France, Italy vow more social cuts as EU approves their 2015 budgets
3 November 2014
Warning France and Italy that they were not making great enough efforts to cut their budget deficits in 2015, the European Commission nonetheless approved their budgets last week. The Commission received, in exchange, guarantees from both countries that they would impose more austerity measures in 2015 and, in the longer term, deep attacks against workers’ social rights.
Monday, Paris sent a letter to the Commission in Brussels, vowing to reduce the deficit by a further €3.6 billion, including roughly €1.5 billion in spending cuts and over €2 billion in new revenues. Paris said it would therefore be in a position to reduce its “structural deficit” to 0.5 percent of gross domestic product (GDP), the limit specified by European Union (EU) treaties.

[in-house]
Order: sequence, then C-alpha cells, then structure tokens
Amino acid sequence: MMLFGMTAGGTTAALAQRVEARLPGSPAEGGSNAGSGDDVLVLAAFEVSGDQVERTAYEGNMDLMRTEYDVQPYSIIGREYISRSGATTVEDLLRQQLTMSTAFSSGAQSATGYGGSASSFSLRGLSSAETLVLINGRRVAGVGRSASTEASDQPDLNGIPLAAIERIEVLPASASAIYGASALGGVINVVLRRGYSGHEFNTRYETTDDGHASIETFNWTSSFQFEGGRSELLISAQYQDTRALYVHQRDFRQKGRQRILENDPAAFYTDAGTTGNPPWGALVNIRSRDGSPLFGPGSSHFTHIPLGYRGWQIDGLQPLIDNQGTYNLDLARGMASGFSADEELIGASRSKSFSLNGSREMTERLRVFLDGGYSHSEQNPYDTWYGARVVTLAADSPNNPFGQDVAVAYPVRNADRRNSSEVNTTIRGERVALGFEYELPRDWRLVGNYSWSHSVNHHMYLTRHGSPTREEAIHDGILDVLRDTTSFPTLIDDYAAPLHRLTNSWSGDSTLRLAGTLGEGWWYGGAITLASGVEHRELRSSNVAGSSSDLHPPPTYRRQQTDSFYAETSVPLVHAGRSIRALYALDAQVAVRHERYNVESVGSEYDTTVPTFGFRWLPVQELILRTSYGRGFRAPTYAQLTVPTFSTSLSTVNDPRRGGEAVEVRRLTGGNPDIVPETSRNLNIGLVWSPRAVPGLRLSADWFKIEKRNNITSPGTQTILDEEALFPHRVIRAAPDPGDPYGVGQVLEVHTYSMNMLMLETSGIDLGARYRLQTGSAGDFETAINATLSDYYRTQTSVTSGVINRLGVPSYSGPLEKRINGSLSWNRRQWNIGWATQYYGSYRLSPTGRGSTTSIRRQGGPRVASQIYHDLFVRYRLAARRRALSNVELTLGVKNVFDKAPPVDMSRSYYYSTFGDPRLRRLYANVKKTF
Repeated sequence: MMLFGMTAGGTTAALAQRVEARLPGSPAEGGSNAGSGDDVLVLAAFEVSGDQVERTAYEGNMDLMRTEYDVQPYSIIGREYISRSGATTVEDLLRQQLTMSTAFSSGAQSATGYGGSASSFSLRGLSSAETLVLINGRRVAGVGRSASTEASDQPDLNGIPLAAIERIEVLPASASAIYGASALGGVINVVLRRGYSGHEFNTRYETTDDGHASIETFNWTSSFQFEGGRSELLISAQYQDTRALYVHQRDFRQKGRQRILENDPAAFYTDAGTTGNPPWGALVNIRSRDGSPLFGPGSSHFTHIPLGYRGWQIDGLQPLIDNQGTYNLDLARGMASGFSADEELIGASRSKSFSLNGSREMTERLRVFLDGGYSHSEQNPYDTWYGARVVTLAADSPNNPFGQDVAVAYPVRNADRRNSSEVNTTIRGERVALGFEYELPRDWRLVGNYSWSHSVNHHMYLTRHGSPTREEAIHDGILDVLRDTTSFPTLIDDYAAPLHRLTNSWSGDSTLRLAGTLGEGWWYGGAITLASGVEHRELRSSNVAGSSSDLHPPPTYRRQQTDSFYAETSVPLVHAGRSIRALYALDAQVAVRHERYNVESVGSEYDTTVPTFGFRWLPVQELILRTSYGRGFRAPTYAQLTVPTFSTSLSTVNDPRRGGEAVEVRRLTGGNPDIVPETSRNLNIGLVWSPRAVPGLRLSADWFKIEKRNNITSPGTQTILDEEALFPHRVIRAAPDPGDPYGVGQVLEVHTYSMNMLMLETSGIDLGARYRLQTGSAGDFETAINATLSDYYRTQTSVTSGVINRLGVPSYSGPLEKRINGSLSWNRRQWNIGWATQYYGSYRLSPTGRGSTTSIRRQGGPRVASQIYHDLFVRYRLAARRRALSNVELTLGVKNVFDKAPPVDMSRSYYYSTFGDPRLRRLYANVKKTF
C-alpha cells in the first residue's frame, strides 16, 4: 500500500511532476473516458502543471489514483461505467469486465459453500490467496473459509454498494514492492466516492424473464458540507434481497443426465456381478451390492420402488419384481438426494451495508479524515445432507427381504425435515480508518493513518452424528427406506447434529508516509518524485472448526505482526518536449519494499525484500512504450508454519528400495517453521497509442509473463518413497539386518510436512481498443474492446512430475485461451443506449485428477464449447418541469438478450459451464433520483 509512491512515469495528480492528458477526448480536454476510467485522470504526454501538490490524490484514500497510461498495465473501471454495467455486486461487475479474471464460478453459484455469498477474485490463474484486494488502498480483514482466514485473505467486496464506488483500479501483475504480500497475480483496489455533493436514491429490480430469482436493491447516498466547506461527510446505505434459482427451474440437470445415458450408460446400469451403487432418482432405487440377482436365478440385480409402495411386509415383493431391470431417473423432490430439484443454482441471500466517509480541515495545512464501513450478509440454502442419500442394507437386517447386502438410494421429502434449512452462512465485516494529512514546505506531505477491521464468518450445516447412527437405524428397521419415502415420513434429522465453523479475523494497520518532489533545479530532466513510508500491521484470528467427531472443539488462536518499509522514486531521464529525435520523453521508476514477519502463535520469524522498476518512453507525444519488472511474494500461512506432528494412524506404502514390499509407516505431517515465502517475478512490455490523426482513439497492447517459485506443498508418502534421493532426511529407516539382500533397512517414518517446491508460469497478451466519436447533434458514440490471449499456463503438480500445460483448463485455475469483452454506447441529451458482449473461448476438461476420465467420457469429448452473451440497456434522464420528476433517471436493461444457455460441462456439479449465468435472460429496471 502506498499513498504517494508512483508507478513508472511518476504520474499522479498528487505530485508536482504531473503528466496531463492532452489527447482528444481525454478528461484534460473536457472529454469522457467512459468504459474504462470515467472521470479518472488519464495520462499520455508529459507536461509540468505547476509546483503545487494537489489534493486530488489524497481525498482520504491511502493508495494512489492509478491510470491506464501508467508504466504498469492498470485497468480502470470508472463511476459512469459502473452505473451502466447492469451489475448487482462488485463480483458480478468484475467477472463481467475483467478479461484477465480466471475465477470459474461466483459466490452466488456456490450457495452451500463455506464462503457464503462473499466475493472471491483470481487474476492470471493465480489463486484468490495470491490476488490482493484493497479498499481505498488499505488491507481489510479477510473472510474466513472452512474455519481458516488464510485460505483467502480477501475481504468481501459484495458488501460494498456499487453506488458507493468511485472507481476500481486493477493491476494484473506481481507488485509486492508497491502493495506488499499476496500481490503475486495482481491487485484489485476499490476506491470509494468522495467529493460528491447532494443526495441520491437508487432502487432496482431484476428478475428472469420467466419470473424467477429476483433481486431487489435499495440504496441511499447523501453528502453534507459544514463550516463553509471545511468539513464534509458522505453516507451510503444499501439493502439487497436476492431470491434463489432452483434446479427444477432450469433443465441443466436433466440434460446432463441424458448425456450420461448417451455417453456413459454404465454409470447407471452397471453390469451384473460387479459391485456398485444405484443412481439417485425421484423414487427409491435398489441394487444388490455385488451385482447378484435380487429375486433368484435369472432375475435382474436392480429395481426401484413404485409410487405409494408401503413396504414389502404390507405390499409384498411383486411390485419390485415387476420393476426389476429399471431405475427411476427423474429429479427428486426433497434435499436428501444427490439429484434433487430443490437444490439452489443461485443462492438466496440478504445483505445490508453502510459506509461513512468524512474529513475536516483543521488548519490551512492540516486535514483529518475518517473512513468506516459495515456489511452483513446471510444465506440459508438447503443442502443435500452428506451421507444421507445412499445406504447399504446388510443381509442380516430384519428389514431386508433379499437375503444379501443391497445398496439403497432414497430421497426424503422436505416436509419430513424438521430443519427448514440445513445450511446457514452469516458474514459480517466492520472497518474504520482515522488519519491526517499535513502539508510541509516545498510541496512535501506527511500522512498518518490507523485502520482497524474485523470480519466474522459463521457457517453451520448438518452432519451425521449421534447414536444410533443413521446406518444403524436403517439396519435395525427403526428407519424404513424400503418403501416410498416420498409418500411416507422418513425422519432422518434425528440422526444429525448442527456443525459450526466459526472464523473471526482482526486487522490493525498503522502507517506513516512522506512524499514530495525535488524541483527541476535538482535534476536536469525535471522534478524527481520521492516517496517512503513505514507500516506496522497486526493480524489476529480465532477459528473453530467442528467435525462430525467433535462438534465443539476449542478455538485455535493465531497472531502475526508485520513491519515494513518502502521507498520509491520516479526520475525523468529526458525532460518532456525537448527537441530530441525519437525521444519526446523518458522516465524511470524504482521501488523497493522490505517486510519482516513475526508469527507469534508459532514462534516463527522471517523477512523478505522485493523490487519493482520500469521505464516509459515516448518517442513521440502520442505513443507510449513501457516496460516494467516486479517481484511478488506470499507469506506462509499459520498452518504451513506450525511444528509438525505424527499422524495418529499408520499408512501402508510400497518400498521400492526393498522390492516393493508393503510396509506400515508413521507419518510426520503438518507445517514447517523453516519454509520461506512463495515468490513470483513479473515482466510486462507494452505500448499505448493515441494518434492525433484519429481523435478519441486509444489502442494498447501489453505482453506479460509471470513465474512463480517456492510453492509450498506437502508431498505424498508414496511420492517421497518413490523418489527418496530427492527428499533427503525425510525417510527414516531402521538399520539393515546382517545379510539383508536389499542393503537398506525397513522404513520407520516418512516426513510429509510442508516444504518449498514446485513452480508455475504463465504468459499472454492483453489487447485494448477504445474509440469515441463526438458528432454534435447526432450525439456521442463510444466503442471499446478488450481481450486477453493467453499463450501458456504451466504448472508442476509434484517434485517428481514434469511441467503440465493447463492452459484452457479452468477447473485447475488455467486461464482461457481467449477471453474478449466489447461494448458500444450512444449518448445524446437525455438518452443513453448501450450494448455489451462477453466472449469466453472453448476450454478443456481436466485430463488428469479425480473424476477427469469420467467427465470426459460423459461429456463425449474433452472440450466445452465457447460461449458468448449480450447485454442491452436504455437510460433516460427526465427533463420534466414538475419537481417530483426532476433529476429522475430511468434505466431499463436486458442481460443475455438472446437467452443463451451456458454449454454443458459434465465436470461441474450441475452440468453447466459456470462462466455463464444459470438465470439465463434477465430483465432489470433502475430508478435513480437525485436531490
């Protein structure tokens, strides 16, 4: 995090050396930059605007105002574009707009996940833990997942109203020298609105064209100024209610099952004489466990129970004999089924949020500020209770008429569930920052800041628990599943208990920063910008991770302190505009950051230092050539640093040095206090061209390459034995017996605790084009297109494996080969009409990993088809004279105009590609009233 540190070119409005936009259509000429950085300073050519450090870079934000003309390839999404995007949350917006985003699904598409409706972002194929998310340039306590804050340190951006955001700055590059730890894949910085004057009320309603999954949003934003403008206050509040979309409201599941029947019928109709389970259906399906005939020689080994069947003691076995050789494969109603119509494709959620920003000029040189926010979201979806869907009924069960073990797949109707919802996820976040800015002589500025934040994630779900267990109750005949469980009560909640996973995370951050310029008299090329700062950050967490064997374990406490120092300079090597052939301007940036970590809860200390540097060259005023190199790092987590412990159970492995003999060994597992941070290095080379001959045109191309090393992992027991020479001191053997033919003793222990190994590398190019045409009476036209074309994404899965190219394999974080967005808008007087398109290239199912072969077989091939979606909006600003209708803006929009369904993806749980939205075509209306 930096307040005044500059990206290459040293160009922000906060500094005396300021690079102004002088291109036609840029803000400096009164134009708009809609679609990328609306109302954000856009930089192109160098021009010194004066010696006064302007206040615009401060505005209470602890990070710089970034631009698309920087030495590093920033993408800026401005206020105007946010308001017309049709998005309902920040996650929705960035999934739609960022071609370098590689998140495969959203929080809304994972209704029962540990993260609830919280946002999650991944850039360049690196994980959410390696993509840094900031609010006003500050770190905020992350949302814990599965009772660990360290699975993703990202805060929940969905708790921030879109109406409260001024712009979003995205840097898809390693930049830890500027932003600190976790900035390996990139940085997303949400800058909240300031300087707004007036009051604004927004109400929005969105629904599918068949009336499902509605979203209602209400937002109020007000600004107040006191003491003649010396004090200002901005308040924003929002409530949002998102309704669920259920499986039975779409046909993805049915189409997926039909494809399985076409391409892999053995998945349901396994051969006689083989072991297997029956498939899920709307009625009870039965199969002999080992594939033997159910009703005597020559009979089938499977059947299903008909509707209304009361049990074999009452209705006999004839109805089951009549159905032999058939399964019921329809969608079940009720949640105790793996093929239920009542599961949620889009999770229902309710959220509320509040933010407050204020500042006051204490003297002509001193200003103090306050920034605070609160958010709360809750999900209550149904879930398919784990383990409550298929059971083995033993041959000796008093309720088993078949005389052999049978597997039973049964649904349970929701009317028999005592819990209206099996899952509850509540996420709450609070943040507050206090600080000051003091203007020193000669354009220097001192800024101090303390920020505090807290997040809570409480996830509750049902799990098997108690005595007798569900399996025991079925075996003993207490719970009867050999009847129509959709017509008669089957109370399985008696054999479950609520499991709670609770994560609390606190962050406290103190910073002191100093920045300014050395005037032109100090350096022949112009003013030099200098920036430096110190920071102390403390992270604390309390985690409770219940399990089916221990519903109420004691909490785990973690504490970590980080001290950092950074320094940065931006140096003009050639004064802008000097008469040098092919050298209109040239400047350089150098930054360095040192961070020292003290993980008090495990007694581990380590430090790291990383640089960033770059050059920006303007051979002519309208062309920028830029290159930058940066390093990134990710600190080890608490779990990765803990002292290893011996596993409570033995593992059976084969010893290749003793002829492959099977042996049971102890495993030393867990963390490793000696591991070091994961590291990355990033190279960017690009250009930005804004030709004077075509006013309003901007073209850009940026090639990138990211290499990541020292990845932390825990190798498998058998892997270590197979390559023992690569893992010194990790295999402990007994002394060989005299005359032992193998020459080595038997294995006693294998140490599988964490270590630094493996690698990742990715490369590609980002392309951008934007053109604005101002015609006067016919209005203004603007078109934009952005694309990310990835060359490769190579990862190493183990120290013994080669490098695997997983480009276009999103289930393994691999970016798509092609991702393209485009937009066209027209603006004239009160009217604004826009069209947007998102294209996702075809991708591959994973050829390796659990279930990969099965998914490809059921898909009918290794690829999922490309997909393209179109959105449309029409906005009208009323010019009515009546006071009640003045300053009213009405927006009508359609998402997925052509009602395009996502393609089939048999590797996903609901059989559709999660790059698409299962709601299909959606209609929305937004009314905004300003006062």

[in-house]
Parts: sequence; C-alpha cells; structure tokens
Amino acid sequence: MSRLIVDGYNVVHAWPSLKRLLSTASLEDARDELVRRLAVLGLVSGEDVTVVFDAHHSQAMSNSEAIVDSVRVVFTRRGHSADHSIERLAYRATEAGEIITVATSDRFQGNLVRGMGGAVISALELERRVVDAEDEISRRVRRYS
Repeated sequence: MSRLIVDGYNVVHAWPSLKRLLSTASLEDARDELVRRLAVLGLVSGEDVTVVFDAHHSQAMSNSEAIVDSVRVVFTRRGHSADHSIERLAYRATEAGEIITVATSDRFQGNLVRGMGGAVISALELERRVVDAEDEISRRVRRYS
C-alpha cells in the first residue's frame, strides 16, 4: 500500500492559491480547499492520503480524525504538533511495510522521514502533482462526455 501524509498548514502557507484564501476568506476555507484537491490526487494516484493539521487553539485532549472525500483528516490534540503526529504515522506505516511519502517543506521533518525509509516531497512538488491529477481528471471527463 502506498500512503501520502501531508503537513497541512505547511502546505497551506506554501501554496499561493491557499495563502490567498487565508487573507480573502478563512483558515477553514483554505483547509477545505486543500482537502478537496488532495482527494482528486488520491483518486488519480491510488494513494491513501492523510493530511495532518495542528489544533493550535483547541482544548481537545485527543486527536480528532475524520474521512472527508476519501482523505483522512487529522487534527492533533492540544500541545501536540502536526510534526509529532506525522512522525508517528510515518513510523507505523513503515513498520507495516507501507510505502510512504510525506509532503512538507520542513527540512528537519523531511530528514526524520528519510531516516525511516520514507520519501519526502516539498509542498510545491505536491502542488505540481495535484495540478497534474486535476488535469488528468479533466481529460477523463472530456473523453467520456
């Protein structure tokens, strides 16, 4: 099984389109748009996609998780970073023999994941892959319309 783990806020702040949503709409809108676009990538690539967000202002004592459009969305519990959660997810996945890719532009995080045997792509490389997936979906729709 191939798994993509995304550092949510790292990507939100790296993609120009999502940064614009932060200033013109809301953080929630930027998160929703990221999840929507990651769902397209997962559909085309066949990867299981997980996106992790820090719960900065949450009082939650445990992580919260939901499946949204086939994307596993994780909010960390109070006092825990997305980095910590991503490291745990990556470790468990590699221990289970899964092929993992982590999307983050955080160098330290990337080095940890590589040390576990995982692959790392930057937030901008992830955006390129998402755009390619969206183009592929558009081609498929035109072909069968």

Italy is also promising to improve its structural budget deficit, that is, the budget deficit adjusted for the impact of the economic crisis on public finances. The reduction will be “more than 0.3 percent” compared to 2014, as opposed to a 0.1 percent cut in the initial draft of the budget, Italian government sources indicated. However, the reduction remains below the 0.5 percent cut the Commission had demanded. Rome’s new cuts amount to €4.5 billion.
Though these measures do not bring down the overall French or Italian public budget deficits to 3 percent of GDP, the European Commission approved them, clearly calculating that vetoing the budgets of the Eurozone’s second and third largest economies could have had disastrous results.